Emergence

The holographic program suggests that bulk geometry emerges from the entanglement properties of the boundary state. Spacetime materializes from the information structure of the boundary instead of being a fundamental structure as in general relativity. Am I saying that we should strip everything physical, including space in favor of ones and zeros? Well, first of all, it is not just me who is pushing this approach. Secondly, no one is claiming that we should start making all our physical reasoning in terms of ones and zeros.

Let me give an example. We know that the sea is composed mostly of water molecules. The observation of waves that travel, superpose and break can be labeled as an emergent phenomenon. However, to a surfer, a wave is much more real than the water molecules composing it and the fact that it is emergent is of no practical consequence when trying to predict where a wave will break. A proficient physicist, armed with tools from statistical mechanics (there are more than 10^{25} molecules per liter), could probably derive a macroscopic model for waves from the microscopic theory of particles. In the process of learning what the surfer already understood, he would identify elements of the  microscopic theory which become irrelevant for such questions. Such details could be whether the sea has an odd or even number of molecules or the presence of a few fish.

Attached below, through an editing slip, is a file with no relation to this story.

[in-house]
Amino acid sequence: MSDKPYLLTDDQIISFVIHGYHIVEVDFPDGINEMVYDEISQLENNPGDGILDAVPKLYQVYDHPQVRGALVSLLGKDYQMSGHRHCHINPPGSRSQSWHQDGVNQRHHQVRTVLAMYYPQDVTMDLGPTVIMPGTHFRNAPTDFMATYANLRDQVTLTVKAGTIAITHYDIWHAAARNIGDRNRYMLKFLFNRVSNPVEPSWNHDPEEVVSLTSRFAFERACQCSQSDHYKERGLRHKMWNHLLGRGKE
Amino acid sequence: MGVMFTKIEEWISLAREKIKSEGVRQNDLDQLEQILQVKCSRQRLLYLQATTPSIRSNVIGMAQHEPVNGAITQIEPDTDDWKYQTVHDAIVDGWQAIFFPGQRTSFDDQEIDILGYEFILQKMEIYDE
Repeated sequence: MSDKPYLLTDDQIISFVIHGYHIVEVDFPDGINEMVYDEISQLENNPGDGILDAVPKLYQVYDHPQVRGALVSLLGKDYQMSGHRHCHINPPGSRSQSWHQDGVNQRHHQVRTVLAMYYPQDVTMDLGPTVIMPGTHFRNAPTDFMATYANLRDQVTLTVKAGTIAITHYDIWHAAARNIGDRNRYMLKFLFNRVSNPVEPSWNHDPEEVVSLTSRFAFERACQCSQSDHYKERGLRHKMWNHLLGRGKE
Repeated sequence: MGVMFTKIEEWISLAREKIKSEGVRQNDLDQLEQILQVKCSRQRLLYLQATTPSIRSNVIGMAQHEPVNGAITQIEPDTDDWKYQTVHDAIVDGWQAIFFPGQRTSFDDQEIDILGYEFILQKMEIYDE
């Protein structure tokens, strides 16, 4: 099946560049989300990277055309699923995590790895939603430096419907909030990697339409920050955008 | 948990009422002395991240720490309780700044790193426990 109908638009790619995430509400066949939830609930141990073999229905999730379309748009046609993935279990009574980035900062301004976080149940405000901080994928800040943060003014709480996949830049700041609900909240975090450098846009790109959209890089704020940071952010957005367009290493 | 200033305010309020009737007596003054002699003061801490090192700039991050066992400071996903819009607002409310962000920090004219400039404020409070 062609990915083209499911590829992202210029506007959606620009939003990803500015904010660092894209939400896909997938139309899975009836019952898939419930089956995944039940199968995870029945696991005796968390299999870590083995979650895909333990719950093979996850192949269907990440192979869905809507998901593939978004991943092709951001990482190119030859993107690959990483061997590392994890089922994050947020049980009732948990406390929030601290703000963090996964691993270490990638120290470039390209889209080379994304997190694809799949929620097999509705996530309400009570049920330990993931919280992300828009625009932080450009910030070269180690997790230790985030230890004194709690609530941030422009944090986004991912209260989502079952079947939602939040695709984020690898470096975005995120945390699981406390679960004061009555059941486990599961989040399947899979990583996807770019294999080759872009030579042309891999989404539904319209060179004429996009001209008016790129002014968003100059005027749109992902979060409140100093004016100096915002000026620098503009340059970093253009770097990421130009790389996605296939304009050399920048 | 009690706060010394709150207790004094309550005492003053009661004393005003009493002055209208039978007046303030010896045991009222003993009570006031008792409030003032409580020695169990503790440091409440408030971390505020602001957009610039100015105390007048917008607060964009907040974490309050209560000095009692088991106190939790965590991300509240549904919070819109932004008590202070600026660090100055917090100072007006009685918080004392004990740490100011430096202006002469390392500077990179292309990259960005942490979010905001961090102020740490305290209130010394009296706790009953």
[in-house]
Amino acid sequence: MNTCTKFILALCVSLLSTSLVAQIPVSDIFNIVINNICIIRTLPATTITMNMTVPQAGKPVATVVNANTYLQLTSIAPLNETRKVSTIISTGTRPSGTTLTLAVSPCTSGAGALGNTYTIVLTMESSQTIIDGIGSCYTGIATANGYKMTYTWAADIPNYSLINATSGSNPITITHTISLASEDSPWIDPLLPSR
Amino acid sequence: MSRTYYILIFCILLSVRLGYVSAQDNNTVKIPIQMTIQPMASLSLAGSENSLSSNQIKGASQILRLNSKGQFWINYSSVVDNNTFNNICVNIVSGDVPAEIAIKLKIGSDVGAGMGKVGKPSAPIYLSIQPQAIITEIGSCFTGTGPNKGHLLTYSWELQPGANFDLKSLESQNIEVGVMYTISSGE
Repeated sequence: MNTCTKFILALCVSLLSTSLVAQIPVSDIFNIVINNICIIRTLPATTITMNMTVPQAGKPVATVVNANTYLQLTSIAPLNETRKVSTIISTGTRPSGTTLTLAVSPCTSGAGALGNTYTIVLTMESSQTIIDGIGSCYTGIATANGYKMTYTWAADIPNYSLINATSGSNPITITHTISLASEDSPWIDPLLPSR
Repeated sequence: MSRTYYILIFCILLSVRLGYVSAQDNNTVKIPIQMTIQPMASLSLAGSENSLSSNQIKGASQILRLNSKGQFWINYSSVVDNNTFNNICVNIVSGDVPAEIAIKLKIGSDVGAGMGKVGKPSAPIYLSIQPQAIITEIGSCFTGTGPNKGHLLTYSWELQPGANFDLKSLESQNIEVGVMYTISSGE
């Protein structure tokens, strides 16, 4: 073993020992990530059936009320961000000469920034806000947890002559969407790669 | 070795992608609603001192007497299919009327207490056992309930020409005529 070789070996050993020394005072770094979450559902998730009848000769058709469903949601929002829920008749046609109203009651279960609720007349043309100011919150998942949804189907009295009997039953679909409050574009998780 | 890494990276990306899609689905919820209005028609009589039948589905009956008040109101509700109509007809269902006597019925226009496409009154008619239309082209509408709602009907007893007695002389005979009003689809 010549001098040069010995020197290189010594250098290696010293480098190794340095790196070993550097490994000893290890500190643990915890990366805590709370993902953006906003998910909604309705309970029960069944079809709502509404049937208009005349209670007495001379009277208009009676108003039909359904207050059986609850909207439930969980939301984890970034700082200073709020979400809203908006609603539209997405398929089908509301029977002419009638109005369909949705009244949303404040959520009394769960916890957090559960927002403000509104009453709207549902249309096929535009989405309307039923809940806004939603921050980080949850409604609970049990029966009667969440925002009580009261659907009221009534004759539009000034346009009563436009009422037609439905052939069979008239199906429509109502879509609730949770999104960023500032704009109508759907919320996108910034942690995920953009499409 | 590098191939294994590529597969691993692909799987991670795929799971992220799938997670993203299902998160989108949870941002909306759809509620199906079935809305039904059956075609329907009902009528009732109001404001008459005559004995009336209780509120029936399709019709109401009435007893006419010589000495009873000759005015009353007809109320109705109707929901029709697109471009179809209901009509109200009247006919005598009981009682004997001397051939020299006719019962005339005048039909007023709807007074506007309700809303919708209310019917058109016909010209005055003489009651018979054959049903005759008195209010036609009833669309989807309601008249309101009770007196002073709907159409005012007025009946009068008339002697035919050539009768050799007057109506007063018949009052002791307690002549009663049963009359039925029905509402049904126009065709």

In the case of holography, each square meter corresponds to 1.4\times10^{69} bits of entanglement. We don’t even have words to describe anything close to this outrageously large exponent which leaves plenty of room for emergence. Even taking all the information on the internet – estimated at 10^{22} bits (10 zettabits) – we can’t even match the area equivalent of the smallest known particle. The fact that there are so many orders of magnitude makes it difficult to extrapolate our understanding of the geometric domain to the information domain and vice versa. This is precisely the realm where techniques such as those from statistical mechanics successfully get rid of irrelevant details.

High energy theorists and people with a background in general relativity tend to picture things in a continuum language. For example, part of their daily butter are Riemannian or Lorentzian manifolds which are respectively used to describe space and spacetime. In contrast, most of information theory is usually applied to deal with discrete elements such as bits, elementary circuit gates, etc. Nevertheless, I believe it is fruitful to straddle this cultural divide to the benefit of both parties. In a way, the convergence we are seeking is analogous to the one achieved by the kinetic theory of gases, which allowed the unification of thermodynamics with classical mechanics.

So what did we do?

The remarkable success of the geometric RT prediction to different bulk geometries such as the BTZ black holes and the generality of the entanglement result for its random tensor network cousins emboldened us to take the RT prescription beyond its usual domain of application. We considered applying it to arbitrary Riemannian manifolds that are space-like and that can be approximated by a smoothly knit fabric.